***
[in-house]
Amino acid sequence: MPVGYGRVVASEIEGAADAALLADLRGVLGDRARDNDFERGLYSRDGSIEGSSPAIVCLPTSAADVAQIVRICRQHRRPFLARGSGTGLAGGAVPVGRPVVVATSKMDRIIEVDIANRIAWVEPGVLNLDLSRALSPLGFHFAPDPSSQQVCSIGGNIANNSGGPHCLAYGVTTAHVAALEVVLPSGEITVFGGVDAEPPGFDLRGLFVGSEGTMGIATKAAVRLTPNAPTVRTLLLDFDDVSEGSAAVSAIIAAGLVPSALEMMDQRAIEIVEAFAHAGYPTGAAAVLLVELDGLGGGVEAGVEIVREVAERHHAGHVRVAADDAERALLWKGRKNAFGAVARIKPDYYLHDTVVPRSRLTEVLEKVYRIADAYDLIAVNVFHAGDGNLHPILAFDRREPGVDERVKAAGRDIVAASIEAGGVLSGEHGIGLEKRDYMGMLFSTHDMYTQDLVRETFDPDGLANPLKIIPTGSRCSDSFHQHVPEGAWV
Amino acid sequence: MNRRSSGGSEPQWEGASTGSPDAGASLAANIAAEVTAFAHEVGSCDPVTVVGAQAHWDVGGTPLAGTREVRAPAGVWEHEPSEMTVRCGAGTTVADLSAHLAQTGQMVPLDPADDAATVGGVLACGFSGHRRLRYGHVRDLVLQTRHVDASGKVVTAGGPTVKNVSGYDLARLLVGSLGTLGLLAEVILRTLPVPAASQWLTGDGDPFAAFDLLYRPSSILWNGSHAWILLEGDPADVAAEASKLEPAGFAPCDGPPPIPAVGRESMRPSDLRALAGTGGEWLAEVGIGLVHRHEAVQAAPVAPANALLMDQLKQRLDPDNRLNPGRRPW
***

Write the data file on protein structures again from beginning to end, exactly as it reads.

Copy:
[in-house]
Amino acid sequence: MPVGYGRVVASEIEGAADAALLADLRGVLGDRARDNDFERGLYSRDGSIEGSSPAIVCLPTSAADVAQIVRICRQHRRPFLARGSGTGLAGGAVPVGRPVVVATSKMDRIIEVDIANRIAWVEPGVLNLDLSRALSPLGFHFAPDPSSQQVCSIGGNIANNSGGPHCLAYGVTTAHVAALEVVLPSGEITVFGGVDAEPPGFDLRGLFVGSEGTMGIATKAAVRLTPNAPTVRTLLLDFDDVSEGSAAVSAIIAAGLVPSALEMMDQRAIEIVEAFAHAGYPTGAAAVLLVELDGLGGGVEAGVEIVREVAERHHAGHVRVAADDAERALLWKGRKNAFGAVARIKPDYYLHDTVVPRSRLTEVLEKVYRIADAYDLIAVNVFHAGDGNLHPILAFDRREPGVDERVKAAGRDIVAASIEAGGVLSGEHGIGLEKRDYMGMLFSTHDMYTQDLVRETFDPDGLANPLKIIPTGSRCSDSFHQHVPEGAWV
Amino acid sequence: MNRRSSGGSEPQWEGASTGSPDAGASLAANIAAEVTAFAHEVGSCDPVTVVGAQAHWDVGGTPLAGTREVRAPAGVWEHEPSEMTVRCGAGTTVADLSAHLAQTGQMVPLDPADDAATVGGVLACGFSGHRRLRYGHVRDLVLQTRHVDASGKVVTAGGPTVKNVSGYDLARLLVGSLGTLGLLAEVILRTLPVPAASQWLTGDGDPFAAFDLLYRPSSILWNGSHAWILLEGDPADVAAEASKLEPAGFAPCDGPPPIPAVGRESMRPSDLRALAGTGGEWLAEVGIGLVHRHEAVQAAPVAPANALLMDQLKQRLDPDNRLNPGRRPW